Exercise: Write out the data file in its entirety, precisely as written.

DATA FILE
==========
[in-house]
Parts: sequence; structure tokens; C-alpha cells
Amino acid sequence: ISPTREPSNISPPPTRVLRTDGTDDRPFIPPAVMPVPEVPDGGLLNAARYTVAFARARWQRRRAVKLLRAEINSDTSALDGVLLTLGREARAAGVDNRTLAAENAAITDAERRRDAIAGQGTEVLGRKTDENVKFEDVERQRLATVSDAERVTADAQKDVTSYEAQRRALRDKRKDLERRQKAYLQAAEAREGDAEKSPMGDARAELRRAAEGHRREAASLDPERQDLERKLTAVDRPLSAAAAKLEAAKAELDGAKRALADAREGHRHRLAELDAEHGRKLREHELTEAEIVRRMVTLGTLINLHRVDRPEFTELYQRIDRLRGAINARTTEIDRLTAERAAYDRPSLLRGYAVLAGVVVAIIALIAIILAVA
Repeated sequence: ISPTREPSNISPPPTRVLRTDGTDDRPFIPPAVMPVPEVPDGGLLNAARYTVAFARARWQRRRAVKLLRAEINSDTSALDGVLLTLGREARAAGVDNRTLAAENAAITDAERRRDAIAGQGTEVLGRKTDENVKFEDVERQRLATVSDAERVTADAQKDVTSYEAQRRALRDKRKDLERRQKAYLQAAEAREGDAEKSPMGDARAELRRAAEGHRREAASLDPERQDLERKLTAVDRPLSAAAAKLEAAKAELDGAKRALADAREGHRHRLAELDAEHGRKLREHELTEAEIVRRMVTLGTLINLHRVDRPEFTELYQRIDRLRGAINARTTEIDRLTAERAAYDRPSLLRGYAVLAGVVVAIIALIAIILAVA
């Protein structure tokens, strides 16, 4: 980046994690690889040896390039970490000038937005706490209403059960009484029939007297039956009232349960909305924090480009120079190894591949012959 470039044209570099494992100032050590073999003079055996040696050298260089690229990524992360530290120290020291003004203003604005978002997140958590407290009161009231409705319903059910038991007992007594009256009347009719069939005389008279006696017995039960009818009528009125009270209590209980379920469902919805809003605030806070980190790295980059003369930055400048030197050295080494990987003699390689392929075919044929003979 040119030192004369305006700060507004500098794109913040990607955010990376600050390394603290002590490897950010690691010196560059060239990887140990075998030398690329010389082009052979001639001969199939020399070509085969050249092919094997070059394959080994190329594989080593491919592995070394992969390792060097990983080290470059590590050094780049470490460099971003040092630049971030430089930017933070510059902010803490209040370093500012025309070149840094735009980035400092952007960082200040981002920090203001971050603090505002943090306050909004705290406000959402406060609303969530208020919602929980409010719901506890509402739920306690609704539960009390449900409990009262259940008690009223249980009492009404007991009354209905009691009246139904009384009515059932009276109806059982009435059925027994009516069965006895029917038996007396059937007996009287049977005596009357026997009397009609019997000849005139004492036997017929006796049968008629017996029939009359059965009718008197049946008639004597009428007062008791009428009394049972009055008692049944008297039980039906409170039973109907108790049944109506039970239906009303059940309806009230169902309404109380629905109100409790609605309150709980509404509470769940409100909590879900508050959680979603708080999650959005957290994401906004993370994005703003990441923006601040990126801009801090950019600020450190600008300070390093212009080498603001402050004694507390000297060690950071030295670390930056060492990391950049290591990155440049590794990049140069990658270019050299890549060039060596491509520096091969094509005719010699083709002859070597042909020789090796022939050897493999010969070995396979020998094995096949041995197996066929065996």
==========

[in-house]
Parts: sequence; structure tokens; C-alpha cells
Amino acid sequence: ISPTREPSNISPPPTRVLRTDGTDDRPFIPPAVMPVPEVPDGGLLNAARYTVAFARARWQRRRAVKLLRAEINSDTSALDGVLLTLGREARAAGVDNRTLAAENAAITDAERRRDAIAGQGTEVLGRKTDENVKFEDVERQRLATVSDAERVTADAQKDVTSYEAQRRALRDKRKDLERRQKAYLQAAEAREGDAEKSPMGDARAELRRAAEGHRREAASLDPERQDLERKLTAVDRPLSAAAAKLEAAKAELDGAKRALADAREGHRHRLAELDAEHGRKLREHELTEAEIVRRMVTLGTLINLHRVDRPEFTELYQRIDRLRGAINARTTEIDRLTAERAAYDRPSLLRGYAVLAGVVVAIIALIAIILAVA
Repeated sequence: ISPTREPSNISPPPTRVLRTDGTDDRPFIPPAVMPVPEVPDGGLLNAARYTVAFARARWQRRRAVKLLRAEINSDTSALDGVLLTLGREARAAGVDNRTLAAENAAITDAERRRDAIAGQGTEVLGRKTDENVKFEDVERQRLATVSDAERVTADAQKDVTSYEAQRRALRDKRKDLERRQKAYLQAAEAREGDAEKSPMGDARAELRRAAEGHRREAASLDPERQDLERKLTAVDRPLSAAAAKLEAAKAELDGAKRALADAREGHRHRLAELDAEHGRKLREHELTEAEIVRRMVTLGTLINLHRVDRPEFTELYQRIDRLRGAINARTTEIDRLTAERAAYDRPSLLRGYAVLAGVVVAIIALIAIILAVA
């Protein structure tokens, strides 16, 4: 980046994690690889040896390039970490000038937005706490209403059960009484029939007297039956009232349960909305924090480009120079190894591949012959 470039044209570099494992100032050590073999003079055996040696050298260089690229990524992360530290120290020291003004203003604005978002997140958590407290009161009231409705319903059910038991007992007594009256009347009719069939005389008279006696017995039960009818009528009125009270209590209980379920469902919805809003605030806070980190790295980059003369930055400048030197050295080494990987003699390689392929075919044929003979 040119030192004369305006700060507004500098794109913040990607955010990376600050390394603290002590490897950010690691010196560059060239990887140990075998030398690329010389082009052979001639001969199939020399070509085969050249092919094997070059394959080994190329594989080593491919592995070394992969390792060097990983080290470059590590050094780049470490460099971003040092630049971030430089930017933070510059902010803490209040370093500012025309070149840094735009980035400092952007960082200040981002920090203001971050603090505002943090306050909004705290406000959402406060609303969530208020919602929980409010719901506890509402739920306690609704539960009390449900409990009262259940008690009223249980009492009404007991009354209905009691009246139904009384009515059932009276109806059982009435059925027994009516069965006895029917038996007396059937007996009287049977005596009357026997009397009609019997000849005139004492036997017929006796049968008629017996029939009359059965009718008197049946008639004597009428007062008791009428009394049972009055008692049944008297039980039906409170039973109907108790049944109506039970239906009303059940309806009230169902309404109380629905109100409790609605309150709980509404509470769940409100909590879900508050959680979603708080999650959005957290994401906004993370994005703003990441923006601040990126801009801090950019600020450190600008300070390093212009080498603001402050004694507390000297060690950071030295670390930056060492990391950049290591990155440049590794990049140069990658270019050299890549060039060596491509520096091969094509005719010699083709002859070597042909020789090796022939050897493999010969070995396979020998094995096949041995197996066929065996």